I’m using a shield from Texy to attach my TFT to my Pi.
This is soooo much easier then connecting up the cables individually, which requires me to always refer to the wiring diagram… and it always takes me two or three goes to get it right.
This just requires a quick snap onto the top of the GPIO pins. It also includes wiring to use 3 buttons on the GPIO pins not being used by the TFT.
If you have multiple Raspberry’s or even multiple Unix hosts , you will start to get frustrated at constantly having to enter a password every time you copy files between them or access these devices from another Unix host.
There is an easy way to disable this with RSA key pairs.
On each host, enter ssh-keygen
Hit enter to keep the default directory.
Passphrase. Leave blank and hit enter
Your keys are created under .ssh/
Now you need to copy over your key to all the other hosts with; ssh-copy-id -i .ssh/id_rsa.pub username@serverip
Once this is done, you should now be able to copy files or access each device without having to use passwords.
You still need to enter a password when trying to connect from a host that hasn’t got a key.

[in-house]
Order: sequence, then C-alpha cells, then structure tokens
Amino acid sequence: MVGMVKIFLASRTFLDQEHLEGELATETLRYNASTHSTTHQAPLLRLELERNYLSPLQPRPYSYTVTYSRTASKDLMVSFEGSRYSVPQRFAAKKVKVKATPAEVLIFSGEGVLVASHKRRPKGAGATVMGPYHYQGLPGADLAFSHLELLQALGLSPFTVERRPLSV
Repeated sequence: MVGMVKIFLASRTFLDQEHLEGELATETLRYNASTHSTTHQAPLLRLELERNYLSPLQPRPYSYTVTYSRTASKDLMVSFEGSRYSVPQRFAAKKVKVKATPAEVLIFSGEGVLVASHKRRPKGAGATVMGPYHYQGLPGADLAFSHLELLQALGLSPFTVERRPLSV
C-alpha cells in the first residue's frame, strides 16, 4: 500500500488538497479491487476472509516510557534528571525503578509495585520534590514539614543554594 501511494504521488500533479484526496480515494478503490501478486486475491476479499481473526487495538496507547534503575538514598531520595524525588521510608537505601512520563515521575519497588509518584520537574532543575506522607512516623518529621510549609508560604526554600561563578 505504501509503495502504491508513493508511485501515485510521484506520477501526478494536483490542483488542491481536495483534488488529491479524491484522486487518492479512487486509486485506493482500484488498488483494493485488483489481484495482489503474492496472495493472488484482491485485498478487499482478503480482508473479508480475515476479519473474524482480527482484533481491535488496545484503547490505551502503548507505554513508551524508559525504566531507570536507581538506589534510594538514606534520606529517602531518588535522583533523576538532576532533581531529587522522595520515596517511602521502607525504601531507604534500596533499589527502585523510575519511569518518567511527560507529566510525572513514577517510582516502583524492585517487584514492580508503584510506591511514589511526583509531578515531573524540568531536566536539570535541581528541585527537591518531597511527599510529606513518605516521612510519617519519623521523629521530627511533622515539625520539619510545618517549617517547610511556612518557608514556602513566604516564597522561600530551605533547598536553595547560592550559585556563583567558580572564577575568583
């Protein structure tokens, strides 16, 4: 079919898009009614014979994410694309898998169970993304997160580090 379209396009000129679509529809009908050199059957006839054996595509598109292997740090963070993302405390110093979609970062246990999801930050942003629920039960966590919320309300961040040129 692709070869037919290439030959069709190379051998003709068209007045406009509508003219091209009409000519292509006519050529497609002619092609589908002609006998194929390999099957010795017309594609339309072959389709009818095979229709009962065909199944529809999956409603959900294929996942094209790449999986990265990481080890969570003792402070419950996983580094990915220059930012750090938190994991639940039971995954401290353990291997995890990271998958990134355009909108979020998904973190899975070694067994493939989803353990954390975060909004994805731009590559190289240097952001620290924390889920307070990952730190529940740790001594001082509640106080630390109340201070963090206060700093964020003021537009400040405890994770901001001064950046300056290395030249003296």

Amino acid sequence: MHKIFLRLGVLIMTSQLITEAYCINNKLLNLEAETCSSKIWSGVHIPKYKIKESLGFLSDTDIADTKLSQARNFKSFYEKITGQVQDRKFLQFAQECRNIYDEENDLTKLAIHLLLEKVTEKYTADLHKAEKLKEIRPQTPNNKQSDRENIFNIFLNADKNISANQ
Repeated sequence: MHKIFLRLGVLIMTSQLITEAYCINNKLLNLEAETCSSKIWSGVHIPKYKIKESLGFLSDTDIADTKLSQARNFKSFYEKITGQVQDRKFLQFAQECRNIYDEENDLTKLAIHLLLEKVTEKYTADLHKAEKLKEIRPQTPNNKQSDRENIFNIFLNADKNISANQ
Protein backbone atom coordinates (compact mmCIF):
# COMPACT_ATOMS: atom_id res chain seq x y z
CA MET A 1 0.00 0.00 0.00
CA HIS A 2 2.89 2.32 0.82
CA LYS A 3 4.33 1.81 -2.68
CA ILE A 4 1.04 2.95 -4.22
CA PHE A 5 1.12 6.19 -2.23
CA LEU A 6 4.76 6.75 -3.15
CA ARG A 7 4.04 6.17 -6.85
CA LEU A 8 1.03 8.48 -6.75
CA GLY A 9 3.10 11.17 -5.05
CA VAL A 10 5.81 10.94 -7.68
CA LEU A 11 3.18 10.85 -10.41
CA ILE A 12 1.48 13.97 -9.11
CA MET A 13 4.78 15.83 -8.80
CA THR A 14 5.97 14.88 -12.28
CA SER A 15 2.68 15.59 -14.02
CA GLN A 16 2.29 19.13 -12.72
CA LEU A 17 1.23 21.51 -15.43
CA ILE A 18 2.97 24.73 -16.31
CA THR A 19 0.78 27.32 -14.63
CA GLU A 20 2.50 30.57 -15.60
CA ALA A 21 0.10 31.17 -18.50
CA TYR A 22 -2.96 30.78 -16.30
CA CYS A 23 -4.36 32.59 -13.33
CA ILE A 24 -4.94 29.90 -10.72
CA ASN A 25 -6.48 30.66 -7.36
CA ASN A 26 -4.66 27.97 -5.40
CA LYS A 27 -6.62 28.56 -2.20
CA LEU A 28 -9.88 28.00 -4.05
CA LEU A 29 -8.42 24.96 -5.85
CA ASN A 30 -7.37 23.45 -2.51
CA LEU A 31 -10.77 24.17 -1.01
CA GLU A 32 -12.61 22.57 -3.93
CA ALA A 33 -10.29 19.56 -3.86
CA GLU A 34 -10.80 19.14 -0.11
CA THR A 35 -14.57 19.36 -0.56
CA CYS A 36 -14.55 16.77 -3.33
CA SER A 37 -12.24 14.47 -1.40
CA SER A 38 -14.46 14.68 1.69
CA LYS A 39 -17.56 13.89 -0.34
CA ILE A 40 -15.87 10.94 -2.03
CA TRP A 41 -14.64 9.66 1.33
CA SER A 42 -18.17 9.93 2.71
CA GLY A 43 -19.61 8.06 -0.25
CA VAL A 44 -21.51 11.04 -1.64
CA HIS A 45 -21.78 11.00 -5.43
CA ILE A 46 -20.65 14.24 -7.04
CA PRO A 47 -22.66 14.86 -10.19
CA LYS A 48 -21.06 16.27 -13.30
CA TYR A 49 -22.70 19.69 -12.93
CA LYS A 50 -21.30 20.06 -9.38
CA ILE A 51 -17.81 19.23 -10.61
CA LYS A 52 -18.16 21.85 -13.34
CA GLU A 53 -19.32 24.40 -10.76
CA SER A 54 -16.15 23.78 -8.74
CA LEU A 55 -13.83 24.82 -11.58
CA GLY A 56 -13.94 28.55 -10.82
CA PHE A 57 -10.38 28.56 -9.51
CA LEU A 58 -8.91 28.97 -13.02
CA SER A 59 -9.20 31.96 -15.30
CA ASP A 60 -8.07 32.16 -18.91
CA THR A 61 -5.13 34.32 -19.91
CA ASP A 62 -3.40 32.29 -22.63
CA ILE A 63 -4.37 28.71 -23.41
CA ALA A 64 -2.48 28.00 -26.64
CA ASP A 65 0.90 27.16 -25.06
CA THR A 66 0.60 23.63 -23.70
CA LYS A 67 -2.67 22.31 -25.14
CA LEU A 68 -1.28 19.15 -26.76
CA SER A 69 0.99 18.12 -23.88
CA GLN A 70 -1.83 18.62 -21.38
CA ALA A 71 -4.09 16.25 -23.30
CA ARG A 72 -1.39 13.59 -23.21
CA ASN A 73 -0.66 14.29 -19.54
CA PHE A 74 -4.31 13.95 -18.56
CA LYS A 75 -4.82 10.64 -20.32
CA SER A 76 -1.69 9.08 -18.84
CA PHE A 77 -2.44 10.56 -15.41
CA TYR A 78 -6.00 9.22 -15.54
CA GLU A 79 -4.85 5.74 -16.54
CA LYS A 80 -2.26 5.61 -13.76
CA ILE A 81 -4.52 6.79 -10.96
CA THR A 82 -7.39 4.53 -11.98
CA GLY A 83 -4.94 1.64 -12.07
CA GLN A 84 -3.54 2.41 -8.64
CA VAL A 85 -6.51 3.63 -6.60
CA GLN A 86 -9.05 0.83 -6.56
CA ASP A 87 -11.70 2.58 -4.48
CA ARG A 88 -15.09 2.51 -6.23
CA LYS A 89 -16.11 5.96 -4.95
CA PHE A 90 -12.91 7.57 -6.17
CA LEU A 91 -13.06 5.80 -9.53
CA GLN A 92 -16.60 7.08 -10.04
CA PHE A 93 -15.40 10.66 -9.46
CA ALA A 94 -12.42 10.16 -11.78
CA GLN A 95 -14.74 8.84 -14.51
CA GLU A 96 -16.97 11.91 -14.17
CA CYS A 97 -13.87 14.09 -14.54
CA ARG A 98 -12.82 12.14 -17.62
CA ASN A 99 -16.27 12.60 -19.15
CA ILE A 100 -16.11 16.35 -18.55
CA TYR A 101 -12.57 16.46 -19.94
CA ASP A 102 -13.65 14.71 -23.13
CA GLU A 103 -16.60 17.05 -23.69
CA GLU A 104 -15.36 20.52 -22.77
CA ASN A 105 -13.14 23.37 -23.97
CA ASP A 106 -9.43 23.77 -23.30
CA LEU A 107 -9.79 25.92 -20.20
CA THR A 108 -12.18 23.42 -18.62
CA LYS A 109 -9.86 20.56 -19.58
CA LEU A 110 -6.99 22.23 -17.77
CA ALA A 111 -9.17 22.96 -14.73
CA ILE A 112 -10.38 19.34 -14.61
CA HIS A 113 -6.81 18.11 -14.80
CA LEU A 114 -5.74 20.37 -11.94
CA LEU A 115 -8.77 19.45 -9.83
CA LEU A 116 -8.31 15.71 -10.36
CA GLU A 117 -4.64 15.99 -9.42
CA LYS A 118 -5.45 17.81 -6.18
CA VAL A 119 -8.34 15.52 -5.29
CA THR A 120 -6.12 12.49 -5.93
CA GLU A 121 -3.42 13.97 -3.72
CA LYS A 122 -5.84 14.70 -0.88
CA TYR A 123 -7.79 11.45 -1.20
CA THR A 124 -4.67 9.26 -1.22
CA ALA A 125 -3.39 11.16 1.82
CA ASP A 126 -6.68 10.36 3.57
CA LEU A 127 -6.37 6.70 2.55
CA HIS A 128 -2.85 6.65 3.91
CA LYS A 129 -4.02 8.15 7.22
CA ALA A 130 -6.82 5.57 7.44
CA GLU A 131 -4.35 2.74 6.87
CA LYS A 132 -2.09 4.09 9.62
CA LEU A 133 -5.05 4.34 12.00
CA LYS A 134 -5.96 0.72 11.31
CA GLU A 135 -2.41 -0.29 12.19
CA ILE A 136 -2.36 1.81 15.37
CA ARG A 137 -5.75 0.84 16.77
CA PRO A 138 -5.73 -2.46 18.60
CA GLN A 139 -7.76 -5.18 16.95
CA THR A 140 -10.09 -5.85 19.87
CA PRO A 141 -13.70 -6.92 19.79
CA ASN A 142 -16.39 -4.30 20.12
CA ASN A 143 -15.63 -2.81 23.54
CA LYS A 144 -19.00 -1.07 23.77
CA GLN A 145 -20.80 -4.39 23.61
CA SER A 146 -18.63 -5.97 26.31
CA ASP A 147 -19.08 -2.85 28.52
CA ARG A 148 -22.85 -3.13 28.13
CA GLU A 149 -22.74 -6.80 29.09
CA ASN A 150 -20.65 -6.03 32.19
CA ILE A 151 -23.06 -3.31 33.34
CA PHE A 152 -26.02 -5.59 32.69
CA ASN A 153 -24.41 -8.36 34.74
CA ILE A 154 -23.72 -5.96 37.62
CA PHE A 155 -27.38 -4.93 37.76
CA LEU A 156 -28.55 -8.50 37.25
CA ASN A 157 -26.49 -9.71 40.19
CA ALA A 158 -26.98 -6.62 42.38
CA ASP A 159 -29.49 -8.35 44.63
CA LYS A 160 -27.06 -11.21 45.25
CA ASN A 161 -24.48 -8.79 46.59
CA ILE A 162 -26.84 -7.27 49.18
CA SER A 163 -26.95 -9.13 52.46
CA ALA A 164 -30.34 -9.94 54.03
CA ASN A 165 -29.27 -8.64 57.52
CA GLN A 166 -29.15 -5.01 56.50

Notro has done some great work with developing drivers for different models of TFT displays for the Pi.
He successfully created one for the Adafruit 2.2″ TFT . This is a great little display and is very clear.
Here is my first attempt at getting PiBBot balanced.
This is a very early prototype, confirming that all the hardware works and the I can get the time of the main loop down to 20ms, which was easy.
This prototype also helped me get my head around the code and math need to balance.
I am waiting on the delivery of some hardware to build my final and larger version. Which will have a battery pack placed up high, this will help a lot with the balancing.
The main components used to balance this prototype;
MinIMU-9 v2 Gyro, Accelerometer, and Compass (L3GD20 and LSM303DLHC Carrier)
Solarbotics GM6 120:1 Mini Gear Motor Offset Output
Dual H-Bridge Motor Driver
315MHz RF M4 Receiver
The receiver allowed my to change the PID values in real time.
Below is some information on how to get an 8×8 led matrix working on your Raspberry Pi using C.
I have also included the code needed to get text scrolling.
The matrix I am using is this one from Adafruit. This matrix uses a HT16K33 controller chip and communicates with the Pi via the i2c bus.
Adafruit has very good and detailed tutorials on how to solder it up and get i2c working between your Pi and the Matrix.
Scan the i2c bus for your device.
Download the code needed.
1. Scan i2c bus
Adafruit have some great instructions in the links above on how to do this.
When using i2cdetect to scan my bus, 0x70 was returned for the address of my matrix.
I am using a Rev B board and my bus is 1. If you get nothing back, check bus 0 with i2cdetect -y 0.